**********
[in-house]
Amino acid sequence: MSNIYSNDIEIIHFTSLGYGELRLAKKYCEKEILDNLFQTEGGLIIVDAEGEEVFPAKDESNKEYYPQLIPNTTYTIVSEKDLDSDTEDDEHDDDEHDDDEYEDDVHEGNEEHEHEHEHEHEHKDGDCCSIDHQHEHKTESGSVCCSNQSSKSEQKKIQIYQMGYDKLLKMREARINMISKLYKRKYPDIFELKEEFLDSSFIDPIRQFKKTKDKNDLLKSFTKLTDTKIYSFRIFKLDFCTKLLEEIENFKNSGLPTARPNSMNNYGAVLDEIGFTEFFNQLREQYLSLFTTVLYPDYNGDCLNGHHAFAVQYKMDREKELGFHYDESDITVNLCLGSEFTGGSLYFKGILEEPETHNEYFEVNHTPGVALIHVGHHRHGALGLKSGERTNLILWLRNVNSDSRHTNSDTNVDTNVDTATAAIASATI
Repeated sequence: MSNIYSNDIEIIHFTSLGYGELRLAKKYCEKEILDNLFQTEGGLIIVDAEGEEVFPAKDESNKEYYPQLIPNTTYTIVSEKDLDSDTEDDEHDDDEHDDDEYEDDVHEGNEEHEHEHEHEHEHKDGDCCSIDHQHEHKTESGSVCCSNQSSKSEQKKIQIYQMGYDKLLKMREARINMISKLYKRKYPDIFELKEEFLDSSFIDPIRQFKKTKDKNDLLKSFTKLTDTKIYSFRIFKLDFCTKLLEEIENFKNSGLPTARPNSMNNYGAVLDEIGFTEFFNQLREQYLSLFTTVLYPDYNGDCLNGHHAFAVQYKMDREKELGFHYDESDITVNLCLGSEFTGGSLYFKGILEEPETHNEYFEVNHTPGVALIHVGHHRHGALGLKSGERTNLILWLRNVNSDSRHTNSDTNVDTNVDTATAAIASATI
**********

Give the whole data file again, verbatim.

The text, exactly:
[in-house]
Amino acid sequence: MSNIYSNDIEIIHFTSLGYGELRLAKKYCEKEILDNLFQTEGGLIIVDAEGEEVFPAKDESNKEYYPQLIPNTTYTIVSEKDLDSDTEDDEHDDDEHDDDEYEDDVHEGNEEHEHEHEHEHEHKDGDCCSIDHQHEHKTESGSVCCSNQSSKSEQKKIQIYQMGYDKLLKMREARINMISKLYKRKYPDIFELKEEFLDSSFIDPIRQFKKTKDKNDLLKSFTKLTDTKIYSFRIFKLDFCTKLLEEIENFKNSGLPTARPNSMNNYGAVLDEIGFTEFFNQLREQYLSLFTTVLYPDYNGDCLNGHHAFAVQYKMDREKELGFHYDESDITVNLCLGSEFTGGSLYFKGILEEPETHNEYFEVNHTPGVALIHVGHHRHGALGLKSGERTNLILWLRNVNSDSRHTNSDTNVDTNVDTATAAIASATI
Repeated sequence: MSNIYSNDIEIIHFTSLGYGELRLAKKYCEKEILDNLFQTEGGLIIVDAEGEEVFPAKDESNKEYYPQLIPNTTYTIVSEKDLDSDTEDDEHDDDEHDDDEYEDDVHEGNEEHEHEHEHEHEHKDGDCCSIDHQHEHKTESGSVCCSNQSSKSEQKKIQIYQMGYDKLLKMREARINMISKLYKRKYPDIFELKEEFLDSSFIDPIRQFKKTKDKNDLLKSFTKLTDTKIYSFRIFKLDFCTKLLEEIENFKNSGLPTARPNSMNNYGAVLDEIGFTEFFNQLREQYLSLFTTVLYPDYNGDCLNGHHAFAVQYKMDREKELGFHYDESDITVNLCLGSEFTGGSLYFKGILEEPETHNEYFEVNHTPGVALIHVGHHRHGALGLKSGERTNLILWLRNVNSDSRHTNSDTNVDTNVDTATAAIASATI